Monday, June 12, 2017

The Emotion Surrounding Pine

A big nomadic welcome to my faith in pearls. Let’s just get that out of the way. The rain does it with hay. It gushes out of the ground with the force of a pagan invasion and makes the summer grow into its pirate ships and Tilt-A-Whirls like a giant Chau gong, awakening a brave new world of screaming and thirst. 
We would all like a detonation about now, wouldn’t we? Something on the wall in a bone black background, something like a hole. There is a feeling in me that muscles its way into expression like a cement truck and just sits there, idling, the big barrel turning. I like the idea of a hole. I can sprint toward it and then jump. And there I go. Into the hole. 
A feeling greets me on the other side. It’s the same feeling that I had before, only shinier. Now it’s a faucet. 
We all speak our language with ease, but learning to speak another language is best achieved by a return to childhood. That’s the central thickness of unemployment, but not its power. The power of unemployment is in its waterfronts and shores. Anyone who says Chicago is ugly at night hasn’t seen its cutlery. Not up close, where it counts. I mean there, on the table, waiting for an order of salt-roasted beets with whipped goat cheese and pistachio butter to come gliding within your purview at The Purple Pig. 
What prominence so distends into the stars that a country is born? 
I capture a banana whenever I feel sadness and peel it and eat it and then stare at the wall. I figure that if the quintessence of manufacturing is acquired by my bubbles, by my bubbling, all it should need at that point is bubbles. Right? 
Wrong. The bubble is a globule of one substance in another, generally a gas in a liquid. That makes it touching and lucid, like a greenhouse, or pronoun. I will sleep on it and give you my answer in the morning. Was anyone hurt in that crash outside? 
The vague substantive of an ambassador hangs in the air like a bad joke. 
There is a funny perplexity about the camber of a road needing writing, needing to be written about, needing the ruffles of a potato chip to drift westward from the piling of the wharf. Down there, where the water slaps against all that wood encrusted with barnacles. It’s green. And cold. You can tell how cold it is by staring deeply at the narrative bobbing up and down in your mind. 
I have a thin piece of the chasm’s perplexity in my hand. It has the scent of lavender soap. The sauce during our card game was magnificently rude. How do you even describe something that fierce? By obstinately heating the breath thermostat. By ploughing the dirt until it screams with corn. Or rapeseed or beans. It’s your time, your tractor, your field and acreage sisters and brothers of the written word, your plans, your plains, your pleasures and pains. 
Of words put together by monks two thousand years ago. What do you do when you find yourself increasingly drawn toward the obscure?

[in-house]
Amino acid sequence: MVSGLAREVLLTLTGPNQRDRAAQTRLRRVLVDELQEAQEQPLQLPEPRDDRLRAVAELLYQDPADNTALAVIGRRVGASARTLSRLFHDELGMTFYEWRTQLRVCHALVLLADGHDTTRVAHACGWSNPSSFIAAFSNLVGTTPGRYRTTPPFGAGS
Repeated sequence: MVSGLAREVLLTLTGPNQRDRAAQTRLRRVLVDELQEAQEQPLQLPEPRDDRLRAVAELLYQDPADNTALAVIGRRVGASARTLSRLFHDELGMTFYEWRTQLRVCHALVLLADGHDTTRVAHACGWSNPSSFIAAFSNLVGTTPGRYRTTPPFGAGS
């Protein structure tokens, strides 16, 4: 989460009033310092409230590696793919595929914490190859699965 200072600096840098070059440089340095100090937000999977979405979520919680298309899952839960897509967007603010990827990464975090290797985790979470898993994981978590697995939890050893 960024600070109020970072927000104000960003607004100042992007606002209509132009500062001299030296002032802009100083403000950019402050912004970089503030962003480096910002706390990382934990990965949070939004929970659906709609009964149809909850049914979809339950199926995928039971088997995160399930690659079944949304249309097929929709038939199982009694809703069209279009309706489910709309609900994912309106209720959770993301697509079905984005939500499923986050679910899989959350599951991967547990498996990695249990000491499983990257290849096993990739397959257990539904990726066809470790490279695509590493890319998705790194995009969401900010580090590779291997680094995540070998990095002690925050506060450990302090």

Wake up! Wake up! Wake up! 
You must glean parcels of time from the carpentry of butterflies. The falcon’s weariness found respite at last in the cricket’s furniture. I’m going to paint your eyes and let the sun’s canaries find our planet warmer than before. The carpet flies through your tattoo as if the forks were sonatas of silver. Even the armadillos have fingers. To cross this geometry my Bohemian beauty you must design a haberdashery. You must know how to treat a cardiac arrest. You must protect the signs. 
Do I sound bossy? I apologize. I feel pungent with airplanes. We can do this together, you and I. we can bridge this gap. We can enjoy some tea. Watch a movie. Build something out of wood. My hunger calls for something bent and programmatic. Everything in life is mutable. Even the grease stains on the other side of the garage are slightly romantic. Don’t you think?
We feel the absence of the divine most acutely when we’re at the shopping mall. But what happened to the shopping mall? Even that’s gone. 
What, exactly, are we up against? Does it have a name? Can it be translated? 
I don’t know but there’s a new garage door being installed up the street. You’ve got to love a garage. The best things happen in garages. 
Also, some very nasty things. But let’s not go into that. This is a time for reflection. The mosquitos are hollow. Give them sugar. Give them gum to experience shoes. Make chains. Not the invisible kind that clank around inside you and that you nobody can hear, but nurturing knots that come undone like hair, crabs walking sideways, a smack on the lips, a grapple on the beach. Phenomena that nurture the sparkle of camaraderie. Let’s put butter in allegory, glistening in swells. A prickly rapport with Polynesia that peppers the day with pearls and grabs the night with fish. 
Resilience is good. Try that. Try anything. Try cloth. Try crying. Try aluminum. Ride an elephant backward into Hamlet. Write a letter to Iggy Pop. Dear Iggy: what do you think of Hamlet? What do you think of elephants? How do you feel about garages? Do you like garages? Do you like doors? Do you like doors that pull open or swing out? 
Pumpernickel summers with no mirrors. That’s what. Laughing is monstrous. And so we like it. We will summon it to the garage. We will crash into ourselves. That’s pretty much the story right there. How it is one night that we had impact on the emotion surrounding pine.

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